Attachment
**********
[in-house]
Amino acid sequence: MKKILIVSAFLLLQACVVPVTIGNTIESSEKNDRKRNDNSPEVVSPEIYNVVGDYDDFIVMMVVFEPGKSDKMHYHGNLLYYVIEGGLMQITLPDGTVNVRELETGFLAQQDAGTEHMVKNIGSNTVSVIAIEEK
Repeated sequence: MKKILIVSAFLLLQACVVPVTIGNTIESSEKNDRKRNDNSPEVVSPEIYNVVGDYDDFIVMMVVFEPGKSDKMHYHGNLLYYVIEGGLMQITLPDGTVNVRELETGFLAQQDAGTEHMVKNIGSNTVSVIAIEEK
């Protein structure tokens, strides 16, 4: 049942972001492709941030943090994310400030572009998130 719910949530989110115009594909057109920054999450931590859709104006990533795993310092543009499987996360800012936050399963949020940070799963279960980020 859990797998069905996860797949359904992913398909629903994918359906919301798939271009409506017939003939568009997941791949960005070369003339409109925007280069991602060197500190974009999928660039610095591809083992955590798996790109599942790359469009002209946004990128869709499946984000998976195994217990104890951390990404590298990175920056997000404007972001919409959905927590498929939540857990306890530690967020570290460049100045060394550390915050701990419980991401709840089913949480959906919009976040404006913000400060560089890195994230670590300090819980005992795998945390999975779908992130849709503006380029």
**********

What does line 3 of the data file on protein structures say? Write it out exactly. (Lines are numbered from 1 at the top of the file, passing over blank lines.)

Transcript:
Repeated sequence: MKKILIVSAFLLLQACVVPVTIGNTIESSEKNDRKRNDNSPEVVSPEIYNVVGDYDDFIVMMVVFEPGKSDKMHYHGNLLYYVIEGGLMQITLPDGTVNVRELETGFLAQQDAGTEHMVKNIGSNTVSVIAIEEK